As my lectures grew, we added support groups during the week for those who were ill. I started non-profit organizations in both LA and NY that provided non-medical services for people dealing with life-threatening illnesses – everything from free support groups to meditation classes to free meals. Our task was simple. We couldn’t control whether someone was sick, but we could control whether they were alone and whether they were loved. Project Angel Food, which we began in order to serve free meals to homebound people with AIDS, has now served over 14 million meals to homebound and critically ill patients in the Los Angeles area.

Play Video

The Legacy of Marianne Williamson and The Founding Team of Project Angel Food, Directed by Marc Saltarelli

During that time, I also began writing. In 1992 I published my first book, A RETURN TO LOVE: Reflections on the Principles of A Course in Miracles. The book became an instant bestseller, and ultimately the fifth largest selling book in America that year. I have written 15 other books since.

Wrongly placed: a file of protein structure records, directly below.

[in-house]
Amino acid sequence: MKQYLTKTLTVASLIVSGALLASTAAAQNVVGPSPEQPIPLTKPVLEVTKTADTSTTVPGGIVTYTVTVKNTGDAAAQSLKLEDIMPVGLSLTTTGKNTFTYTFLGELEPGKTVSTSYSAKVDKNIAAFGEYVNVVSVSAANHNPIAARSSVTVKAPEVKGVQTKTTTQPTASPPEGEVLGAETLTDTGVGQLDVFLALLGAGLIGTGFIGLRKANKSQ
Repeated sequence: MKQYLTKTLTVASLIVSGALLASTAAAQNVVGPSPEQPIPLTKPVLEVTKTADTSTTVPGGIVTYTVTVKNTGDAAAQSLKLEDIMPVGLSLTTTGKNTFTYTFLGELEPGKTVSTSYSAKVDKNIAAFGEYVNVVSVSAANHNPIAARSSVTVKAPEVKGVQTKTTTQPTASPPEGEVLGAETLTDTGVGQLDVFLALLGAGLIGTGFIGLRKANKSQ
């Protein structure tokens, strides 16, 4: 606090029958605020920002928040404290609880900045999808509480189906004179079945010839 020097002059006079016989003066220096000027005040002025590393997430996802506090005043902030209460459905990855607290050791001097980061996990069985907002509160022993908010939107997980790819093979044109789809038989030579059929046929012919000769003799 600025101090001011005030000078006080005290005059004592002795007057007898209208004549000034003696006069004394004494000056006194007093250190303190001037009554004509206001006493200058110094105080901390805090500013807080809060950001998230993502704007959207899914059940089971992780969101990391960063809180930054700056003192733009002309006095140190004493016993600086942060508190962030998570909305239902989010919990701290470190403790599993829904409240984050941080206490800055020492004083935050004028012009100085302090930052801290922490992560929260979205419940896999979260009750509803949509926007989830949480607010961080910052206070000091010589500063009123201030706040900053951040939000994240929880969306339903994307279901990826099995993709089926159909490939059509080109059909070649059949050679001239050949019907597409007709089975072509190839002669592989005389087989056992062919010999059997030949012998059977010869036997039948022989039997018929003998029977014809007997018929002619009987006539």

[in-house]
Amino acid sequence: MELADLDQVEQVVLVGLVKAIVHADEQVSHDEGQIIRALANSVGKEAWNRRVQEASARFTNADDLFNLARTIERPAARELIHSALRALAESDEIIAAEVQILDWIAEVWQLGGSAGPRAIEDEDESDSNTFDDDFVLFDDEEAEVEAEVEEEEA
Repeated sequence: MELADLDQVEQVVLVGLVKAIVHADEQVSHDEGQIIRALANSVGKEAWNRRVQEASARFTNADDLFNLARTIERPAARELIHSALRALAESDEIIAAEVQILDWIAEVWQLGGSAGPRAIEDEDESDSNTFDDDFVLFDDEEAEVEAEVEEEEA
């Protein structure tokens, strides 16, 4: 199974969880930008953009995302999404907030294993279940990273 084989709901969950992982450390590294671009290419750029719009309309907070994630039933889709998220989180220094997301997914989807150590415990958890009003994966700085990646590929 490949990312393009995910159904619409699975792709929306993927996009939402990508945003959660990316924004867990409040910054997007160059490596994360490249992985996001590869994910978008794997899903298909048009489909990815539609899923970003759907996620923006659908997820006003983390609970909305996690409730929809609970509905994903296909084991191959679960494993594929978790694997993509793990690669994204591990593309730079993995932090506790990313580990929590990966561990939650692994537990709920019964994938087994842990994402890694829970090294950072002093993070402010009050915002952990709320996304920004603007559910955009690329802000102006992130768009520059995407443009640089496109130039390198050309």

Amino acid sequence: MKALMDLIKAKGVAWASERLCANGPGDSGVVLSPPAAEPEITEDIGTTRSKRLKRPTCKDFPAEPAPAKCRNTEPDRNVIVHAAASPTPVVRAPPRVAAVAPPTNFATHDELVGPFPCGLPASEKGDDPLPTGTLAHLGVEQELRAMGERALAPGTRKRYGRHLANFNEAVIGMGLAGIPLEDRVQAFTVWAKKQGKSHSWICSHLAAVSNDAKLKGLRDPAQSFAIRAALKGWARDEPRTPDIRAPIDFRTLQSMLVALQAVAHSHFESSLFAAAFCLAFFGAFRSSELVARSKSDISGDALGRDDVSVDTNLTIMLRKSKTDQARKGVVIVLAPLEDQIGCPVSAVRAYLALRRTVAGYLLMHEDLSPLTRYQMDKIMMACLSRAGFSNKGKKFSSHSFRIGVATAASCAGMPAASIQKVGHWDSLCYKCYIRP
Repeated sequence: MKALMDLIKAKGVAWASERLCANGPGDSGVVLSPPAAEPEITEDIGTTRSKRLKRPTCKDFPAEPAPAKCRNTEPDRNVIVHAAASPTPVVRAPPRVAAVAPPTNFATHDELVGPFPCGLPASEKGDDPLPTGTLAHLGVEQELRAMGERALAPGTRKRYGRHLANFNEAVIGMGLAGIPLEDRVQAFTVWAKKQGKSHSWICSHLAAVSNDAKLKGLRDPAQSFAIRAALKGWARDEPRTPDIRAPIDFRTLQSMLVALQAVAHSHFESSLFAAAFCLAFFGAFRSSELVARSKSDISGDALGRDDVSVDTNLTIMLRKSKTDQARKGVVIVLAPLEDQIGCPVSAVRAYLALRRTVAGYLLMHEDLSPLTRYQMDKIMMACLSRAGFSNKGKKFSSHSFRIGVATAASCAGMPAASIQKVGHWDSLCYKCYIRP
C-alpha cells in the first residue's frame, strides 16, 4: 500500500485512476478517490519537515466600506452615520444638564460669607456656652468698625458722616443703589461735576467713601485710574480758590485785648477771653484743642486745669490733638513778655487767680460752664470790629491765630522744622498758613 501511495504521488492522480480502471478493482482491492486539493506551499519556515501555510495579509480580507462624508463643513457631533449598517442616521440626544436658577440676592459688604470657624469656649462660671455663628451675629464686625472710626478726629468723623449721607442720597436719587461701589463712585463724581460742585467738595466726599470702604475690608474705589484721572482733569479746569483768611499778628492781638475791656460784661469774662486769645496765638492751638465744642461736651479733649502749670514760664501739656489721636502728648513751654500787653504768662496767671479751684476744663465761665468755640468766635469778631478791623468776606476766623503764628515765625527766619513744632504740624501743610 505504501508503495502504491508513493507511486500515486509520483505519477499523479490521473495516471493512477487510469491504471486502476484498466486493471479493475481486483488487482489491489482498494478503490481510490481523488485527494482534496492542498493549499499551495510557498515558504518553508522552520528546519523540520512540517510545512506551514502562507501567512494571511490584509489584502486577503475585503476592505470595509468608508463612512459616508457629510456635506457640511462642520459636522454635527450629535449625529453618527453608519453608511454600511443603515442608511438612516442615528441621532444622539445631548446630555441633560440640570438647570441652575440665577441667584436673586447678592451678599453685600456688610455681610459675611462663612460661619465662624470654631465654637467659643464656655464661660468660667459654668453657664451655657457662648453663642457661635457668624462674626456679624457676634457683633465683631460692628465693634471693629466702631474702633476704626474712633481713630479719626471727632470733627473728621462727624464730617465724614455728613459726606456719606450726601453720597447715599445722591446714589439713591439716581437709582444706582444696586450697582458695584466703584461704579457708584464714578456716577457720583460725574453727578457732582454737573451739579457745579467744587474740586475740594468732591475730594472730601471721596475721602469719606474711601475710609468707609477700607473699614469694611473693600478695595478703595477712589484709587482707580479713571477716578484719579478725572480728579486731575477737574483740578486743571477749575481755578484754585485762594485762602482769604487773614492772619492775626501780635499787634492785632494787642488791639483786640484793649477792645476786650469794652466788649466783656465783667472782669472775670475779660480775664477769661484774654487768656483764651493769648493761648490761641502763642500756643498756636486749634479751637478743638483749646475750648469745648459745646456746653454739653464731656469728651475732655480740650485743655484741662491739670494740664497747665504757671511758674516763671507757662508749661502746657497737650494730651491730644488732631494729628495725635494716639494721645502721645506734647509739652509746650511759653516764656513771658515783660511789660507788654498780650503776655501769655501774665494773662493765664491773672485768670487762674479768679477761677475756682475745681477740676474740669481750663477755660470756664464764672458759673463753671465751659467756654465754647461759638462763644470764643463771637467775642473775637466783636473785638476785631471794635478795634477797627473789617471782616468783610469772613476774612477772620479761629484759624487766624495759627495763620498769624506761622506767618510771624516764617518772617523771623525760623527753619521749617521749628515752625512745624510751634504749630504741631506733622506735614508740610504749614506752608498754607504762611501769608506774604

Who I Am

I’ve had a good career. I have traveled giving classes and lectures not only throughout America but also internationally. While the majority of my books are based on non-denominational spiritual themes, two of them – Healing the Soul of America and A Politics of Love – extend my spiritual inquiry into political matters. As my writing career continued, so did my non-profit advocacy on issues such as AIDS care, peace, hunger, and racial reconciliation.

Traveling as much as I have and dealing with many thousands of people, I’ve had a front row seat to many things. I saw that about twenty years ago, America began to change. I realize now that the seeds of that change were planted twenty years before, but it was in the late 1990’s and early 2000’s that we began to see the fundamental shift in the way Americans lived and worked.

For the first twenty years of my career, I worked with a great number of people whose lives had hit a rough spot. I was up close and personal with people in some of their toughest hours, from having just gotten a terrible diagnosis, to learning their child was addicted to heroin, to learning their spouse had left unexpectedly, to learning that their career was abruptly ended, and so forth. I tried not only to provide comfort, but also inspiration and information to help people heal and transform their lives.